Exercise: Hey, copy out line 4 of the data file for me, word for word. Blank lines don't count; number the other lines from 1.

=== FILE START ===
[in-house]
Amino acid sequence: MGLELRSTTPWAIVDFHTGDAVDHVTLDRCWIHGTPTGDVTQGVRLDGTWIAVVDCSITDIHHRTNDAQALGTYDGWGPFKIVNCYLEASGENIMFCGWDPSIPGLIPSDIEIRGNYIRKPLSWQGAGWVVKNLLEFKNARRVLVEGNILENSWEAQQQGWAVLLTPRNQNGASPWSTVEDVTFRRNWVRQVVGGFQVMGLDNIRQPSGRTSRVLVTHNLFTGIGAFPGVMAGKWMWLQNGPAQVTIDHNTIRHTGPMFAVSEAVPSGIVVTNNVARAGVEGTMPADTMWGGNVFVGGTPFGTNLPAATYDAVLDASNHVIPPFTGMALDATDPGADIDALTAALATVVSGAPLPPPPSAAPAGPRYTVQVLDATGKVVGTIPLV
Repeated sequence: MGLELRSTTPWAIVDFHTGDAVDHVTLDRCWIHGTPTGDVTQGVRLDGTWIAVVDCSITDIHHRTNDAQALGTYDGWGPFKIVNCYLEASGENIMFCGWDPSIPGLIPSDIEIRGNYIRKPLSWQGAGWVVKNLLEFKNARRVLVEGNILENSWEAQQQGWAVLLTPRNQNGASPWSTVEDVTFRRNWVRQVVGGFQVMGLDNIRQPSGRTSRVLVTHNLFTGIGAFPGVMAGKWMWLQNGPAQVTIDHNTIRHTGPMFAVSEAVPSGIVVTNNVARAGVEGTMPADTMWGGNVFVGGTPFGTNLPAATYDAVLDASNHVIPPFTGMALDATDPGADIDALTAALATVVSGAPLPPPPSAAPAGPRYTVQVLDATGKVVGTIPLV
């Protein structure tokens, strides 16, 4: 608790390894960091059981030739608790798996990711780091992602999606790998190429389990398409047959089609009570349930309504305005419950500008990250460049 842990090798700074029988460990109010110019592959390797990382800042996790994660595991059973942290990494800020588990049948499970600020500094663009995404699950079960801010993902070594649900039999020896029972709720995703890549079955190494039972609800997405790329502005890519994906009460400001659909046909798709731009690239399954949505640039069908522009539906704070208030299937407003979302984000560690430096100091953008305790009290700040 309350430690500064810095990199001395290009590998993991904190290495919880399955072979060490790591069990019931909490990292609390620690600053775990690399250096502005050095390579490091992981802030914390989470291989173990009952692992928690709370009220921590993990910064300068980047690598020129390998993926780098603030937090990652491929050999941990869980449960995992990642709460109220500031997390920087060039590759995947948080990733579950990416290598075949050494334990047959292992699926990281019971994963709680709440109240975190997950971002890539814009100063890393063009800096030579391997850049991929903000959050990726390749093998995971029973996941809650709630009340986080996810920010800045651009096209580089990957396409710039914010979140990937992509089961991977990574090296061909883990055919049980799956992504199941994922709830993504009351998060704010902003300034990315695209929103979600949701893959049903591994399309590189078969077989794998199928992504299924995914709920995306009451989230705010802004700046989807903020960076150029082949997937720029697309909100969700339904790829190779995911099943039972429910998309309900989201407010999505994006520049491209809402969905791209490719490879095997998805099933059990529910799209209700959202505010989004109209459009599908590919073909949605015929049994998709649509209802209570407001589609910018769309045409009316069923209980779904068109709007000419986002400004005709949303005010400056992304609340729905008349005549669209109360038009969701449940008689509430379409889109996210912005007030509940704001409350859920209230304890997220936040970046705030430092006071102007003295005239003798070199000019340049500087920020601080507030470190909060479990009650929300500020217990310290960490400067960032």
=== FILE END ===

């Protein structure tokens, strides 16, 4: 608790390894960091059981030739608790798996990711780091992602999606790998190429389990398409047959089609009570349930309504305005419950500008990250460049 842990090798700074029988460990109010110019592959390797990382800042996790994660595991059973942290990494800020588990049948499970600020500094663009995404699950079960801010993902070594649900039999020896029972709720995703890549079955190494039972609800997405790329502005890519994906009460400001659909046909798709731009690239399954949505640039069908522009539906704070208030299937407003979302984000560690430096100091953008305790009290700040 309350430690500064810095990199001395290009590998993991904190290495919880399955072979060490790591069990019931909490990292609390620690600053775990690399250096502005050095390579490091992981802030914390989470291989173990009952692992928690709370009220921590993990910064300068980047690598020129390998993926780098603030937090990652491929050999941990869980449960995992990642709460109220500031997390920087060039590759995947948080990733579950990416290598075949050494334990047959292992699926990281019971994963709680709440109240975190997950971002890539814009100063890393063009800096030579391997850049991929903000959050990726390749093998995971029973996941809650709630009340986080996810920010800045651009096209580089990957396409710039914010979140990937992509089961991977990574090296061909883990055919049980799956992504199941994922709830993504009351998060704010902003300034990315695209929103979600949701893959049903591994399309590189078969077989794998199928992504299924995914709920995306009451989230705010802004700046989807903020960076150029082949997937720029697309909100969700339904790829190779995911099943039972429910998309309900989201407010999505994006520049491209809402969905791209490719490879095997998805099933059990529910799209209700959202505010989004109209459009599908590919073909949605015929049994998709649509209802209570407001589609910018769309045409009316069923209980779904068109709007000419986002400004005709949303005010400056992304609340729905008349005549669209109360038009969701449940008689509430379409889109996210912005007030509940704001409350859920209230304890997220936040970046705030430092006071102007003295005239003798070199000019340049500087920020601080507030470190909060479990009650929300500020217990310290960490400067960032």